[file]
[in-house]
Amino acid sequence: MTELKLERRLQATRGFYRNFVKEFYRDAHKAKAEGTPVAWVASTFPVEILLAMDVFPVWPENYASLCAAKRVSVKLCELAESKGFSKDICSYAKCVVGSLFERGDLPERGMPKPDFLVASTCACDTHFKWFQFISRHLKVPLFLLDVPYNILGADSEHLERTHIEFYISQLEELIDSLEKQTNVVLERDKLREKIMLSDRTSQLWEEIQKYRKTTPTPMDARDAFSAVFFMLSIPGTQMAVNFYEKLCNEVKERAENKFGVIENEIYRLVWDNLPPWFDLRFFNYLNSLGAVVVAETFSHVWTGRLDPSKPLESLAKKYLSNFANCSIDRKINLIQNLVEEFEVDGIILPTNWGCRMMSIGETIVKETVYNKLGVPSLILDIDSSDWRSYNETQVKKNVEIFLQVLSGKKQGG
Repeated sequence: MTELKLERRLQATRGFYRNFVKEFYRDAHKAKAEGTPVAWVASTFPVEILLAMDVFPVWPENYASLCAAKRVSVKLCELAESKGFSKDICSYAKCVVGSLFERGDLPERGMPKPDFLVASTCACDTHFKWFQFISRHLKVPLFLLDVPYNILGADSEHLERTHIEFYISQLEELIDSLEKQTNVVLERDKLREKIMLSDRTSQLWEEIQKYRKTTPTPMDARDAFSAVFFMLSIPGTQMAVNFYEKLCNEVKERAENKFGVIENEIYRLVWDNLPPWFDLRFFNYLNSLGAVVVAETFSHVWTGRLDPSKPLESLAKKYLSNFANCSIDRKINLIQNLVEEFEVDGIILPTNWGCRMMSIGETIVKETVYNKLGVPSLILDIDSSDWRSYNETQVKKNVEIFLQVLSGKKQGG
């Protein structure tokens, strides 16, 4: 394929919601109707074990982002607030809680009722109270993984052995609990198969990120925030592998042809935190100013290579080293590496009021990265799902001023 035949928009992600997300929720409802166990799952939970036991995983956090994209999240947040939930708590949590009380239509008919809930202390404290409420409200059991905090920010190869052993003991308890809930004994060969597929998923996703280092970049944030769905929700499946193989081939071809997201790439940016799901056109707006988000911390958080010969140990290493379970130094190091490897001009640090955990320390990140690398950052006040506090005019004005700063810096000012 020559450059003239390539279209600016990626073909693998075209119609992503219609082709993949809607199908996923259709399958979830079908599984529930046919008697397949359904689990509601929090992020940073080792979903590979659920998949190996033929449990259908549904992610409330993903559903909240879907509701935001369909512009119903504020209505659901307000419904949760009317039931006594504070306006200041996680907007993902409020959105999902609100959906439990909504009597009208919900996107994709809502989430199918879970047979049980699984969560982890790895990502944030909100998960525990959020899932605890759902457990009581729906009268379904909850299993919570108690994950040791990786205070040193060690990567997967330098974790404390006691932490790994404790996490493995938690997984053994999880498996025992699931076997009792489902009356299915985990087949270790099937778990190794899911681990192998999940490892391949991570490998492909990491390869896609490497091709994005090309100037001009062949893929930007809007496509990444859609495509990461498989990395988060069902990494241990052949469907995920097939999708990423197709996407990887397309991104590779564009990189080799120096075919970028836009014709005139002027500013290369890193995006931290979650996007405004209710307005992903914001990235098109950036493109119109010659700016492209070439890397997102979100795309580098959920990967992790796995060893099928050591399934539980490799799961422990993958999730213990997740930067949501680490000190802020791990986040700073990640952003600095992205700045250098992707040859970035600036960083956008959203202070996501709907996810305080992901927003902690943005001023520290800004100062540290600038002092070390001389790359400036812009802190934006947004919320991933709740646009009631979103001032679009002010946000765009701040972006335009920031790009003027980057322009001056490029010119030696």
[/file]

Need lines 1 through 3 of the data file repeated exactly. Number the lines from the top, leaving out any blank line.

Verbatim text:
[in-house]
Amino acid sequence: MTELKLERRLQATRGFYRNFVKEFYRDAHKAKAEGTPVAWVASTFPVEILLAMDVFPVWPENYASLCAAKRVSVKLCELAESKGFSKDICSYAKCVVGSLFERGDLPERGMPKPDFLVASTCACDTHFKWFQFISRHLKVPLFLLDVPYNILGADSEHLERTHIEFYISQLEELIDSLEKQTNVVLERDKLREKIMLSDRTSQLWEEIQKYRKTTPTPMDARDAFSAVFFMLSIPGTQMAVNFYEKLCNEVKERAENKFGVIENEIYRLVWDNLPPWFDLRFFNYLNSLGAVVVAETFSHVWTGRLDPSKPLESLAKKYLSNFANCSIDRKINLIQNLVEEFEVDGIILPTNWGCRMMSIGETIVKETVYNKLGVPSLILDIDSSDWRSYNETQVKKNVEIFLQVLSGKKQGG
Repeated sequence: MTELKLERRLQATRGFYRNFVKEFYRDAHKAKAEGTPVAWVASTFPVEILLAMDVFPVWPENYASLCAAKRVSVKLCELAESKGFSKDICSYAKCVVGSLFERGDLPERGMPKPDFLVASTCACDTHFKWFQFISRHLKVPLFLLDVPYNILGADSEHLERTHIEFYISQLEELIDSLEKQTNVVLERDKLREKIMLSDRTSQLWEEIQKYRKTTPTPMDARDAFSAVFFMLSIPGTQMAVNFYEKLCNEVKERAENKFGVIENEIYRLVWDNLPPWFDLRFFNYLNSLGAVVVAETFSHVWTGRLDPSKPLESLAKKYLSNFANCSIDRKINLIQNLVEEFEVDGIILPTNWGCRMMSIGETIVKETVYNKLGVPSLILDIDSSDWRSYNETQVKKNVEIFLQVLSGKKQGG